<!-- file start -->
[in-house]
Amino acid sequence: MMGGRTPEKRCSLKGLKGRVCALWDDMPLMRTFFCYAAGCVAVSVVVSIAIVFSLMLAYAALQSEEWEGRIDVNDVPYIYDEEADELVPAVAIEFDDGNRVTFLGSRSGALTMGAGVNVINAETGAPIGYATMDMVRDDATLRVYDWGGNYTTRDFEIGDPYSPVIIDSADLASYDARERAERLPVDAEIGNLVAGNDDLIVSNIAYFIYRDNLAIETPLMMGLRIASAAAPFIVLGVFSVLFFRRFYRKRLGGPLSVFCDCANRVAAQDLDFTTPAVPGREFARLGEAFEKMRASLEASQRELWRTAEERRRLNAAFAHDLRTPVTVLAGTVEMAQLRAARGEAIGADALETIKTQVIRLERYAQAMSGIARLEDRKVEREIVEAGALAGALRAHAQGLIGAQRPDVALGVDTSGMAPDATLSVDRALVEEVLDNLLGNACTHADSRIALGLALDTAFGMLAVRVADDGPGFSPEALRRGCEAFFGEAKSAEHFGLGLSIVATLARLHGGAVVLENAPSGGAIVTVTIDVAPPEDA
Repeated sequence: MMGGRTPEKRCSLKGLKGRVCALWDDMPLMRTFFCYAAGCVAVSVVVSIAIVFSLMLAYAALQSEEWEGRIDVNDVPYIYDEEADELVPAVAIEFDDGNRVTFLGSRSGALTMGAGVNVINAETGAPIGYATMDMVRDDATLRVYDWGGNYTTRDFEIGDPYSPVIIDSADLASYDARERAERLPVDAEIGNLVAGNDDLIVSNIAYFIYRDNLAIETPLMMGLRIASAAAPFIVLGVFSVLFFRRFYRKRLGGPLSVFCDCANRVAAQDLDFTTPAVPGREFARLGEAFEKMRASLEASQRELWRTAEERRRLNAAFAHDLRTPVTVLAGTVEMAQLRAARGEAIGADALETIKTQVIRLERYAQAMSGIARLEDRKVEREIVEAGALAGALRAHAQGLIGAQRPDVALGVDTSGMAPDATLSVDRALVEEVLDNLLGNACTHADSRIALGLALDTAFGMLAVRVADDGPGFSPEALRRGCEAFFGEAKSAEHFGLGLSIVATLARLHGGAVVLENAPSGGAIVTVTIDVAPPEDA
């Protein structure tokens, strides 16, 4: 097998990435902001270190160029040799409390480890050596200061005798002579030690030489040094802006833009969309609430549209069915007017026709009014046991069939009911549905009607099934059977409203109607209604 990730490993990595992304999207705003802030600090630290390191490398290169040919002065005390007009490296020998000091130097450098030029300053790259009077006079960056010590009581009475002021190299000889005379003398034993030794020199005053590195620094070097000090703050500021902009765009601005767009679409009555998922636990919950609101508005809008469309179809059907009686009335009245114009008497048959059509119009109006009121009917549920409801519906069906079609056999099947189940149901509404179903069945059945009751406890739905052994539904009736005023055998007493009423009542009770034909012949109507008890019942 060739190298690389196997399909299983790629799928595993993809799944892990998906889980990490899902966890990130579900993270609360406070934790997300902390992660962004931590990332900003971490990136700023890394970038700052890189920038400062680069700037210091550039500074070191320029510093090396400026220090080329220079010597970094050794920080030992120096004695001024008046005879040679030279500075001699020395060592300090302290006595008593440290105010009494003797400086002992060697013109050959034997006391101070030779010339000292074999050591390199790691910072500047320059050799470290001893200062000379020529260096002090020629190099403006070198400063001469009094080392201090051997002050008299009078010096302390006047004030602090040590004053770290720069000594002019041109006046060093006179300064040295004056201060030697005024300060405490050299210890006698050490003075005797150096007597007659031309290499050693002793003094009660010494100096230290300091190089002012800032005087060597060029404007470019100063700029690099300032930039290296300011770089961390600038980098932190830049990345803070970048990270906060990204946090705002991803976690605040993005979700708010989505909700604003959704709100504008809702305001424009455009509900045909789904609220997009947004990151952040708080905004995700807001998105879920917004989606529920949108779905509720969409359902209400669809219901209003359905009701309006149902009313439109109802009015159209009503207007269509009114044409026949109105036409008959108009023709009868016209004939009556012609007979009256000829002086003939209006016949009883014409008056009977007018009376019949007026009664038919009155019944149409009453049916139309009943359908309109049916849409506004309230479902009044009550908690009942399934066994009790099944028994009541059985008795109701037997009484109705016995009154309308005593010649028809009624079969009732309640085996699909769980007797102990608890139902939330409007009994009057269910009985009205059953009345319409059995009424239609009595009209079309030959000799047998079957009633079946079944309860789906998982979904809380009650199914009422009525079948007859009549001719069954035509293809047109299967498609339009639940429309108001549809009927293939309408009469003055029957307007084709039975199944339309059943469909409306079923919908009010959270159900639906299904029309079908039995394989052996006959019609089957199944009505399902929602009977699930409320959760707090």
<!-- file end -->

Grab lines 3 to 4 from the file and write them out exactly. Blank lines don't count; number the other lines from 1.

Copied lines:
Repeated sequence: MMGGRTPEKRCSLKGLKGRVCALWDDMPLMRTFFCYAAGCVAVSVVVSIAIVFSLMLAYAALQSEEWEGRIDVNDVPYIYDEEADELVPAVAIEFDDGNRVTFLGSRSGALTMGAGVNVINAETGAPIGYATMDMVRDDATLRVYDWGGNYTTRDFEIGDPYSPVIIDSADLASYDARERAERLPVDAEIGNLVAGNDDLIVSNIAYFIYRDNLAIETPLMMGLRIASAAAPFIVLGVFSVLFFRRFYRKRLGGPLSVFCDCANRVAAQDLDFTTPAVPGREFARLGEAFEKMRASLEASQRELWRTAEERRRLNAAFAHDLRTPVTVLAGTVEMAQLRAARGEAIGADALETIKTQVIRLERYAQAMSGIARLEDRKVEREIVEAGALAGALRAHAQGLIGAQRPDVALGVDTSGMAPDATLSVDRALVEEVLDNLLGNACTHADSRIALGLALDTAFGMLAVRVADDGPGFSPEALRRGCEAFFGEAKSAEHFGLGLSIVATLARLHGGAVVLENAPSGGAIVTVTIDVAPPEDA
């Protein structure tokens, strides 16, 4: 097998990435902001270190160029040799409390480890050596200061005798002579030690030489040094802006833009969309609430549209069915007017026709009014046991069939009911549905009607099934059977409203109607209604 990730490993990595992304999207705003802030600090630290390191490398290169040919002065005390007009490296020998000091130097450098030029300053790259009077006079960056010590009581009475002021190299000889005379003398034993030794020199005053590195620094070097000090703050500021902009765009601005767009679409009555998922636990919950609101508005809008469309179809059907009686009335009245114009008497048959059509119009109006009121009917549920409801519906069906079609056999099947189940149901509404179903069945059945009751406890739905052994539904009736005023055998007493009423009542009770034909012949109507008890019942 060739190298690389196997399909299983790629799928595993993809799944892990998906889980990490899902966890990130579900993270609360406070934790997300902390992660962004931590990332900003971490990136700023890394970038700052890189920038400062680069700037210091550039500074070191320029510093090396400026220090080329220079010597970094050794920080030992120096004695001024008046005879040679030279500075001699020395060592300090302290006595008593440290105010009494003797400086002992060697013109050959034997006391101070030779010339000292074999050591390199790691910072500047320059050799470290001893200062000379020529260096002090020629190099403006070198400063001469009094080392201090051997002050008299009078010096302390006047004030602090040590004053770290720069000594002019041109006046060093006179300064040295004056201060030697005024300060405490050299210890006698050490003075005797150096007597007659031309290499050693002793003094009660010494100096230290300091190089002012800032005087060597060029404007470019100063700029690099300032930039290296300011770089961390600038980098932190830049990345803070970048990270906060990204946090705002991803976690605040993005979700708010989505909700604003959704709100504008809702305001424009455009509900045909789904609220997009947004990151952040708080905004995700807001998105879920917004989606529920949108779905509720969409359902209400669809219901209003359905009701309006149902009313439109109802009015159209009503207007269509009114044409026949109105036409008959108009023709009868016209004939009556012609007979009256000829002086003939209006016949009883014409008056009977007018009376019949007026009664038919009155019944149409009453049916139309009943359908309109049916849409506004309230479902009044009550908690009942399934066994009790099944028994009541059985008795109701037997009484109705016995009154309308005593010649028809009624079969009732309640085996699909769980007797102990608890139902939330409007009994009057269910009985009205059953009345319409059995009424239609009595009209079309030959000799047998079957009633079946079944309860789906998982979904809380009650199914009422009525079948007859009549001719069954035509293809047109299967498609339009639940429309108001549809009927293939309408009469003055029957307007084709039975199944339309059943469909409306079923919908009010959270159900639906299904029309079908039995394989052996006959019609089957199944009505399902929602009977699930409320959760707090």